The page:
4th Oct 2017

Property gains spark inequality claims

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Property gains spark inequality claims
Kaye Fallick

Data from the Australian Bureau of Statistics (ABS) suggests that households headed by 65 to 74-year-olds were $480,000 wealthier in 2015-16 than people from the same age bracket 12 years ago.

The data, which was analysed in a report by the Grattan Institute, also showed that households headed by 45 to 54-year-olds are $400,000 richer. However, households headed by 35 to 44 year-olds are on average only $120,000 wealthier – and for 25 to 34-year-olds, the figure is just $40,000.

Figures across all age groups have become wealthier over the last 12 years, but 65-74 year olds have gained the most in that time, with soaring property prices a major factor behind the figures.

This led the Grattan Institute to claim a “wealth divide between generations” that could cause young people to fall behind and make inequality worse.



According to the ABS, house prices grew by 37 per cent on average across all the capital cities between 2003-04 and 2015-16 (and by more than 50 per cent in Melbourne alone). The boom was not limited to the capitals; prices also grew strongly in regional areas.

For households headed by 65 to 74-year-olds and 55 to 64-year-olds, property contributed about half of the total increase in wealth.

According to the report, baby boomers have also used the superannuation system to build their wealth.

Average superannuation wealth over the measured 12-year period increased by $230,000 in real terms for households headed by 65 to 74-year-olds, and by more than $150,000 for households headed by 55 to 64-year-olds.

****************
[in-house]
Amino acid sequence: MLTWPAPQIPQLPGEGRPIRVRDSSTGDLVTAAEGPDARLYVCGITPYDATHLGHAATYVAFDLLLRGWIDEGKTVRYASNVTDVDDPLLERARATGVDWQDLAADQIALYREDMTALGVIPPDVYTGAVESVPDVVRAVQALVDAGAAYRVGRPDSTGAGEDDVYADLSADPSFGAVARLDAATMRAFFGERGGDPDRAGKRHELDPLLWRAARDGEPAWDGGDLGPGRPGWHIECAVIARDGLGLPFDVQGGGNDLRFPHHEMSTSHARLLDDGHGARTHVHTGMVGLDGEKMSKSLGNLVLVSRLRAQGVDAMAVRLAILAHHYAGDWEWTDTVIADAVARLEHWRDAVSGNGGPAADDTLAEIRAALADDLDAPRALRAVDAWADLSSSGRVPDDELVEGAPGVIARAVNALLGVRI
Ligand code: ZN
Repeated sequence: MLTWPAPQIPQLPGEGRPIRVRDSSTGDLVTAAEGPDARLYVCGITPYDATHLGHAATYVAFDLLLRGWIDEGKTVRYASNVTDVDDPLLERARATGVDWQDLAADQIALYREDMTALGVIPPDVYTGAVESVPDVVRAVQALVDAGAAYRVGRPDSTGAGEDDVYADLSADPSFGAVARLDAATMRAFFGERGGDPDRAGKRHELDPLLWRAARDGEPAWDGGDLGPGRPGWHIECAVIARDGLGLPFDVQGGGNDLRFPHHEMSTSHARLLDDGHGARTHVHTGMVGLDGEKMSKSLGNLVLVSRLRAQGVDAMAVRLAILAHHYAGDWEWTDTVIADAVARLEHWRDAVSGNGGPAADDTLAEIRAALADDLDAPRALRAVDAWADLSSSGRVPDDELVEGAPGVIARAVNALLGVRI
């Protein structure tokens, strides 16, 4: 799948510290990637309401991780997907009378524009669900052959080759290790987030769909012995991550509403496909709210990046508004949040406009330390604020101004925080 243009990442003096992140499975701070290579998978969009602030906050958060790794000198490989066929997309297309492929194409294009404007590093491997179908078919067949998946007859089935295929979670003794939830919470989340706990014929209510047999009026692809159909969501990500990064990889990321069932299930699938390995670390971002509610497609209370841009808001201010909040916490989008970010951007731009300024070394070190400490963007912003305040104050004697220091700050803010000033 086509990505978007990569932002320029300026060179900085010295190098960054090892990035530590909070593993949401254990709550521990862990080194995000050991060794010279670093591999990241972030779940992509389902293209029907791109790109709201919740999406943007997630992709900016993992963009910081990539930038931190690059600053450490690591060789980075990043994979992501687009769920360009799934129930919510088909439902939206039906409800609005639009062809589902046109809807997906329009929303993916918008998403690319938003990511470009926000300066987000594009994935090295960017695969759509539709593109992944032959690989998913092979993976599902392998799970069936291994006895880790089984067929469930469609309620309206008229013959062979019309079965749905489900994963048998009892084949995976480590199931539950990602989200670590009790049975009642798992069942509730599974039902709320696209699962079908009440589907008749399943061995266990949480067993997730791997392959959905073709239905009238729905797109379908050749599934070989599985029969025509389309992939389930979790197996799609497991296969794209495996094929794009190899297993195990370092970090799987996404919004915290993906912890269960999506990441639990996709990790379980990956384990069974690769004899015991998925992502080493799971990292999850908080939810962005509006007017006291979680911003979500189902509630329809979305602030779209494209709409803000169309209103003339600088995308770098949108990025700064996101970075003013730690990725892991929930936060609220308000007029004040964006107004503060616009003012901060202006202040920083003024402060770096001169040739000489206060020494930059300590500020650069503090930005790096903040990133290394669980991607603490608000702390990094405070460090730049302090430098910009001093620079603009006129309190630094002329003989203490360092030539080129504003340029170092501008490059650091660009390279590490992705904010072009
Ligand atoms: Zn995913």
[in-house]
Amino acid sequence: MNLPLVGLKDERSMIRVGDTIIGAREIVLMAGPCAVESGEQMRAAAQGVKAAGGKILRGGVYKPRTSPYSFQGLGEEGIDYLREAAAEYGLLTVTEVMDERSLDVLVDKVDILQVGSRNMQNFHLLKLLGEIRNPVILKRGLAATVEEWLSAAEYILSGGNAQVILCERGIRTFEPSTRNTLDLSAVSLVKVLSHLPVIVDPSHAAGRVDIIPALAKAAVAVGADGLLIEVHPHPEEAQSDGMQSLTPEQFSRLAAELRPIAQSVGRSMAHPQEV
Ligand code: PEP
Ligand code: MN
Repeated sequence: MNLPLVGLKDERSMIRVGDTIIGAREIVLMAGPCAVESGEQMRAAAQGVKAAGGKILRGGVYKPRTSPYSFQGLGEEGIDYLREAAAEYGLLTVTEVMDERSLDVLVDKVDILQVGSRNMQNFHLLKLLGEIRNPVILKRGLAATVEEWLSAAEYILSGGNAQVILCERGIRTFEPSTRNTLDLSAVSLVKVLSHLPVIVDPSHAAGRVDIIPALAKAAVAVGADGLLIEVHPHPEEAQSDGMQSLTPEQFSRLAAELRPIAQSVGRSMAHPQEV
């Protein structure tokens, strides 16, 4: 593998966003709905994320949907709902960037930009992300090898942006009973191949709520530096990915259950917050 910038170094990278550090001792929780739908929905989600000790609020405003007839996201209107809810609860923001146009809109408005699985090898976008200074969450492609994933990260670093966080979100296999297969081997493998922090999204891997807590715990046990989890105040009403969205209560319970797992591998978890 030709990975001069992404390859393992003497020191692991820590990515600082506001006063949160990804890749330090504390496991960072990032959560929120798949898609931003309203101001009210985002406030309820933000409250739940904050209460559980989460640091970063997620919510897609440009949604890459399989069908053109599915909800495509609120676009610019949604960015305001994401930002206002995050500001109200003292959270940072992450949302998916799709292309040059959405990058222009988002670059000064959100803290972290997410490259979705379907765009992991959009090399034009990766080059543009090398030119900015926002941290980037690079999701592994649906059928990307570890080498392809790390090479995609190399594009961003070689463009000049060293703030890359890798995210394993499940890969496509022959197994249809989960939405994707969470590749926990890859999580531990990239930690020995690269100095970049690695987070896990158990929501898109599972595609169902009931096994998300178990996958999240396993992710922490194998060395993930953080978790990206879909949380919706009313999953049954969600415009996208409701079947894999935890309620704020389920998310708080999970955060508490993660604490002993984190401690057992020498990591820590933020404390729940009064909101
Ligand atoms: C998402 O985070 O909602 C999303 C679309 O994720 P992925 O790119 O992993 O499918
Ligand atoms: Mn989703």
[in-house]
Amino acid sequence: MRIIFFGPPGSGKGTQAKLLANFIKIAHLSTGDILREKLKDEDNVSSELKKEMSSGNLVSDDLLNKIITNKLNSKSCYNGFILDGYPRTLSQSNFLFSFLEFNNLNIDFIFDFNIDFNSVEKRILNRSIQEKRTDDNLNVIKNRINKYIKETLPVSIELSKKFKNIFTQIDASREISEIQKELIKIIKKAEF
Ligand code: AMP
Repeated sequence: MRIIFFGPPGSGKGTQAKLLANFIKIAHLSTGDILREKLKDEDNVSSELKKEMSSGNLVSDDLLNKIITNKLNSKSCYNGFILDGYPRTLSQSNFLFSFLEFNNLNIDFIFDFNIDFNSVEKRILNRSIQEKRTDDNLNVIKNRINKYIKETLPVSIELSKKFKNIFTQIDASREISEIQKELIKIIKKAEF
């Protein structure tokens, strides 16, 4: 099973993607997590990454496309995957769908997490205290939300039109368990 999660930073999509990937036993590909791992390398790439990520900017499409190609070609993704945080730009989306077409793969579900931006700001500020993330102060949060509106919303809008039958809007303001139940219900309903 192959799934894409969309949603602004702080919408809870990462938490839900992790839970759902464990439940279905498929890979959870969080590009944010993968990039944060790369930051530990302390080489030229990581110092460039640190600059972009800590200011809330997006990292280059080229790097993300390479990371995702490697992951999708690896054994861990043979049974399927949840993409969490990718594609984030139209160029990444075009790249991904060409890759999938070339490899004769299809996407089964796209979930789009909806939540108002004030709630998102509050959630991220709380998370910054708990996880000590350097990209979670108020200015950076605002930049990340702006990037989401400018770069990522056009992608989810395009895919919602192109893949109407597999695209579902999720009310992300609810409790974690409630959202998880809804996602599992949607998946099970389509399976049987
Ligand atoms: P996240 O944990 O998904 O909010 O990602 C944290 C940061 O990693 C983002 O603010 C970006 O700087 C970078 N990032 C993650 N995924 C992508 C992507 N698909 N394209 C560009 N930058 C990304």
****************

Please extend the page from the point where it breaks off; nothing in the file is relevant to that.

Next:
According to the latest Census data, about 82 per cent of those aged over 65 now own their own homes, up from 79 per cent in the 2011 Census.

Opinion: False claims cause intergenerational conflict

Older Australians are locking younger people out of the housing market. Yes, here we go again with fake news about the great intergenerational divide.

Such news items may get clicks, they may even heat up the debate, but the Grattan Institute’s analysis is both fundamentally flawed and deeply divisive.

At a time when the rich are getting richer and the poor are getting much poorer, it is highly dangerous to muddy the debate with such fake news about the nature of this disparity in wealth.

Why do I call this fake news? Because the article first featured on The Conversation website, 'Three charts on: the great Australian wealth gap' is all about the headline and not about the substance of a very important issue. This highly respected think tank has been quite selective in its reporting of the ‘facts’ of the wealth gap, with a listicle style ‘Three Charts’ analysis of house ownership that only offers one narrow aspect of the problem.